* UK must replace ageing plants to prevent capacity crunch
* France needs foreign sales to keep nuclear sector alive
* Treasury intervention brought talks close to collapse
* Deal requires nuclear state aid approval from EU
By Geert De Clercq and Karolin Schaps
PARIS/LONDON, Dec 17 (Reuters) - Hinkley Point C, the first nuclear plant order in Europe since the 2011 Fukushima disaster, is the fruit of a decade-long process of reconciling two grand national ambitions: Britain's need to avert a power crisis, and France's need to keep its nuclear industry alive with export contracts.
If the EU raises no state aid objections to the project's 35-year power price guarantees and government-backed loans, it will pave the way for more new nuclear plants and make Britain one of the world's main battlegrounds for reactor builders from France, America, China, Japan and Russia.
Britain gave planning consent for the 16 billion pound (19 billion euro) plant near Bristol, southwest England, in March and signed a deal with French state-controlled utility EDF at the end of October.
The deal had been nearly decade in the making and by the time the two European Pressurised Water Reactors (EPR) designed by France's Areva produce their first power, 2023 at the earliest, another decade will have passed.
Years of talks came close to failure several times, and a deal never looked sure, despite an auspicious beginning.
When former EDF CEO Pierre Gadonneix stepped out of a 2006 meeting with British Prime Minister Tony Blair at 10 Downing Street, he could barely believe his ears.
"I was very surprised," Gadonneix, now retired, told Reuters. "I received a signal that EDF was welcome to develop nuclear in Great Britain."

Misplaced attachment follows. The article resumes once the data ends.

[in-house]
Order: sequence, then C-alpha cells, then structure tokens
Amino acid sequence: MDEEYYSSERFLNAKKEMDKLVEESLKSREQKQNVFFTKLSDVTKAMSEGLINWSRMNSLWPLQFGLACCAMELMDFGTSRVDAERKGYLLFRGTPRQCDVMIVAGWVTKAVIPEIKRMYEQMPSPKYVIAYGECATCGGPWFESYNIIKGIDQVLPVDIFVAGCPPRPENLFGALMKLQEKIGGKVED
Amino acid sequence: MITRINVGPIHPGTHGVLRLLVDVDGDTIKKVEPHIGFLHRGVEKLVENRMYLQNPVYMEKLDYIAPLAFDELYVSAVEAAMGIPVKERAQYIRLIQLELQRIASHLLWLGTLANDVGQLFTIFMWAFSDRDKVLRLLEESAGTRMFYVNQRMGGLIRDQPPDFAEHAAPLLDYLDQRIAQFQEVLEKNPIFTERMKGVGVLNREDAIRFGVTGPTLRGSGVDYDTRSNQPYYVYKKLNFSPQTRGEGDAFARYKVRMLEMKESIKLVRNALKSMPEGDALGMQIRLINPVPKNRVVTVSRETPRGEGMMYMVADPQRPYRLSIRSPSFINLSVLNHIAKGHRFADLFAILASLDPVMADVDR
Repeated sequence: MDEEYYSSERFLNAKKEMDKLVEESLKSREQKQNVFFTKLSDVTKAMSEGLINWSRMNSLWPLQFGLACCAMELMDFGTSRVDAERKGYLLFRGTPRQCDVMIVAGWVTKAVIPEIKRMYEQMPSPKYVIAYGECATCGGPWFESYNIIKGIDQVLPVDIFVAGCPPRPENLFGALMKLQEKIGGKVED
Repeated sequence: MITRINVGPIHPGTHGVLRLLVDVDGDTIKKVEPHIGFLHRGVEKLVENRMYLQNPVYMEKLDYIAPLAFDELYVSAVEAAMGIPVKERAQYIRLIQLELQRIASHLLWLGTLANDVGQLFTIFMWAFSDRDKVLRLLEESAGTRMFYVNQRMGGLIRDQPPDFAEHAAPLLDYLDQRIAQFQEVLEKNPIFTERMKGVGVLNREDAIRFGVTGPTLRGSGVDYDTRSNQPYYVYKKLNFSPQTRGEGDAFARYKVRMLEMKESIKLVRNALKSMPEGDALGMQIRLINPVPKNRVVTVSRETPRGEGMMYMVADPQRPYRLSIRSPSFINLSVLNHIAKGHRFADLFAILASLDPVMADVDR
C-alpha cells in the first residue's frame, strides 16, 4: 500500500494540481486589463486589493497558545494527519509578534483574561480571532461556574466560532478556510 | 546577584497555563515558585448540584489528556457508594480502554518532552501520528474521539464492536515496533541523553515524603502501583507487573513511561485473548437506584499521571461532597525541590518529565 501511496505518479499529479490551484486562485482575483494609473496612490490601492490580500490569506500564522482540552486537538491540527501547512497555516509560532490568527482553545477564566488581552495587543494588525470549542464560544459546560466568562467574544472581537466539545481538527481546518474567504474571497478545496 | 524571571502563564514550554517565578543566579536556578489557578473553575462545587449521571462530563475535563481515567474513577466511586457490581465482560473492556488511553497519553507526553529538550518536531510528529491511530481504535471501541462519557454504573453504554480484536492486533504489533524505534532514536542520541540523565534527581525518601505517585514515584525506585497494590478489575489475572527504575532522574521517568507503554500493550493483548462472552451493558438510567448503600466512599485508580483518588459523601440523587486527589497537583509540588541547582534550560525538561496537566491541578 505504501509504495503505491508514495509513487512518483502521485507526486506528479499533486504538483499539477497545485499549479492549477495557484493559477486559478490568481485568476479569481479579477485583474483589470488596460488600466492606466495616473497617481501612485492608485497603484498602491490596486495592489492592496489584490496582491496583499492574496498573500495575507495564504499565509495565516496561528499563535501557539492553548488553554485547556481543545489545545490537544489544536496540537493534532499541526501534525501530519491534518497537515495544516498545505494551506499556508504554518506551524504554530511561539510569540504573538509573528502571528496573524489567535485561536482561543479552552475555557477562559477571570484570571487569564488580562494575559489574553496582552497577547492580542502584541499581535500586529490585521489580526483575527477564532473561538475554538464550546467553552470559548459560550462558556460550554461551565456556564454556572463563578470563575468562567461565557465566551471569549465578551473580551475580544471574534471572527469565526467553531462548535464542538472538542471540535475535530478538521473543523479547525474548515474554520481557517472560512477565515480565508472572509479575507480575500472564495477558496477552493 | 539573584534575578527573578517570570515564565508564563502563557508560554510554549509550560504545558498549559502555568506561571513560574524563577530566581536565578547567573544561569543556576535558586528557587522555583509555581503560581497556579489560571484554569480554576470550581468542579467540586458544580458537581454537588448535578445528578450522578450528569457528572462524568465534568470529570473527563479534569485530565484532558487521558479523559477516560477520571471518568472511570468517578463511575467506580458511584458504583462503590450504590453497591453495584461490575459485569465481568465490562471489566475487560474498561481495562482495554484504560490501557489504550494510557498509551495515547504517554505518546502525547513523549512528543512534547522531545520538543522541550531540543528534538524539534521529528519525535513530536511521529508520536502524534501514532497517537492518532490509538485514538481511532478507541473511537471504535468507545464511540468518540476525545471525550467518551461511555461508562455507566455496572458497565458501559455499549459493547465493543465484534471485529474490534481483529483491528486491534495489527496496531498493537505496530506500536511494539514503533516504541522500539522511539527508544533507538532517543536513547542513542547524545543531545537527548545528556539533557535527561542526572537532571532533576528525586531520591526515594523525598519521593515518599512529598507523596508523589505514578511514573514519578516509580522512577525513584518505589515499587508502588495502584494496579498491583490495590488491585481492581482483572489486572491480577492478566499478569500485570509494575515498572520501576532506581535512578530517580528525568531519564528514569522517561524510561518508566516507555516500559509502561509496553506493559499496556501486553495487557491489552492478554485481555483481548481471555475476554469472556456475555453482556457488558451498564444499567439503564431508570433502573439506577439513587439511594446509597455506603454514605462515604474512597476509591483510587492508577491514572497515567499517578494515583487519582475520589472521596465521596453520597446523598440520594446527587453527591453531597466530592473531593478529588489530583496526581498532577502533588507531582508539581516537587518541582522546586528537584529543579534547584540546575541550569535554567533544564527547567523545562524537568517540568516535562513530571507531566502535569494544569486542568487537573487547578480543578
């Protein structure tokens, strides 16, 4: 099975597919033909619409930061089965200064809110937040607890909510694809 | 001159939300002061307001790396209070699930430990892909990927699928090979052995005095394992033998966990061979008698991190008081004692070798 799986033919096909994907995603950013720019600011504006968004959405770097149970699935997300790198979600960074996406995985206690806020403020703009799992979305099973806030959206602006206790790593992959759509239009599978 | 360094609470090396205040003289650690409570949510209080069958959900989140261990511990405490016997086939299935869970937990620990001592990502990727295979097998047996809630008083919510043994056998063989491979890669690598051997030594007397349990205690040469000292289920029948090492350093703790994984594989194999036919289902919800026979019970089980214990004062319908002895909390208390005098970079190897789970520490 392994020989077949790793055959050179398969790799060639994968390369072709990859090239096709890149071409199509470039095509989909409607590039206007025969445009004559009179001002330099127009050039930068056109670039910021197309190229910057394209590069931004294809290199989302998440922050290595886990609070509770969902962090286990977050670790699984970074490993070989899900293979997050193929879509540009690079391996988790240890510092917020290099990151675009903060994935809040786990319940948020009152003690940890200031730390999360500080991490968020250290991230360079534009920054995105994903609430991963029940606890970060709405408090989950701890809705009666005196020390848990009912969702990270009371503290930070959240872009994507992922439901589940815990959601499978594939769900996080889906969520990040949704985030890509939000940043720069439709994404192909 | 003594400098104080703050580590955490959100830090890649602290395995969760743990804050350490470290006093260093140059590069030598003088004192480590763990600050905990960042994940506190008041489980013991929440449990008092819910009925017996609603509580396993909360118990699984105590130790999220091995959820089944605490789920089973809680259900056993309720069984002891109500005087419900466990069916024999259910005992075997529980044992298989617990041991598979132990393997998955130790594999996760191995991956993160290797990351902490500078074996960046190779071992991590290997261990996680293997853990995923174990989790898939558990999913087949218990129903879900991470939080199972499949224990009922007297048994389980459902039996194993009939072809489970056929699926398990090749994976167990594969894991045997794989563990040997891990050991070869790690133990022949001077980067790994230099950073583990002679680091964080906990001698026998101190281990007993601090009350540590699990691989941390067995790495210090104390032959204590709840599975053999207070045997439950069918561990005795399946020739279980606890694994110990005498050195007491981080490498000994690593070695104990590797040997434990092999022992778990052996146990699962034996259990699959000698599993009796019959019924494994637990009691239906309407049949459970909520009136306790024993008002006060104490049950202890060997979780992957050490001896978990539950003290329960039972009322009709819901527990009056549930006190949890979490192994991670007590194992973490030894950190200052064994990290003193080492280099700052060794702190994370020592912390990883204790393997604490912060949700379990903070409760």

Blair even said there would be no objection if EDF wanted to take over state-controlled nuclear operator British Energy.
At the time, the nuclear sector in Europe and the United States had been at a standstill for more than a decade following the 1986 Chernobyl accident, and Britain had had a nuclear moratorium in place since 1989.
But a few countries had started looking at nuclear again, in particular Britain, which realised it was a decade away from a severe power capacity crunch.
Of Britain's 80 gigawatts (GW) of power capacity, around 40 GW would close down by the early 2020s, including seven of its eight nuclear plants, and 30 years later all existing capacity would need replacing.
At the same time, Britain's North Sea oil and gas reserves started to decline rapidly, turning it from net gas exporter to net importer in 2004.
Faced with that pressure, Blair's successor Gordon Brown in January 2008 launched a White Paper on Nuclear Power that plumped for the building of new reactors, a watershed for the post-Chernobyl industry.
EDF, too, had good reasons to want to build nuclear plants in Britain.
France operates 58 nuclear plants, of which most were connected to the grid between 1980 and 1990, and the last one, in Civaux, in 1999.
With more than 75 percent of French electric power already nuclear, EDF knew there was little need for more nuclear plants. Renewal of the fleet was also decades away, as France's pressurised water reactors have a 40-year lifespan, and similar reactors in the U.S. have been extended to 50 and 60 years.
To keep the industry alive, France had to export.
"It was crucial to rapidly develop new nuclear opportunities abroad, otherwise we would lose our competence," Gadonneix said, adding that the whole French nuclear supply chain was at risk.
In his last year as CEO, Gadonneix set up three massive deals to sell atomic expertise abroad.
In September 2008, he signed a deal to buy British Energy for 12.5 billion pounds. Later that year, EDF also bought a 49 percent stake in U.S. power group Constellation's nuclear plants for $4.7 billion and launched a project to build two EPR nuclear reactors in Taishan, China.
The U.S. plan came to nothing; the shale gas boom has made nuclear energy uneconomical there, and in June this year EDF said it was pulling out of the venture.
But in China, where EDF has had a partnership with China General Nuclear Power Corp for three decades, things moved fast, thanks to the experience of Chinese engineers, who have been building a series of reactors much as EDF did in the 1980s and 1990s. First concrete for the Chinese EPRs was poured in 2009 and 2010, and both are expected to become operational in 2014.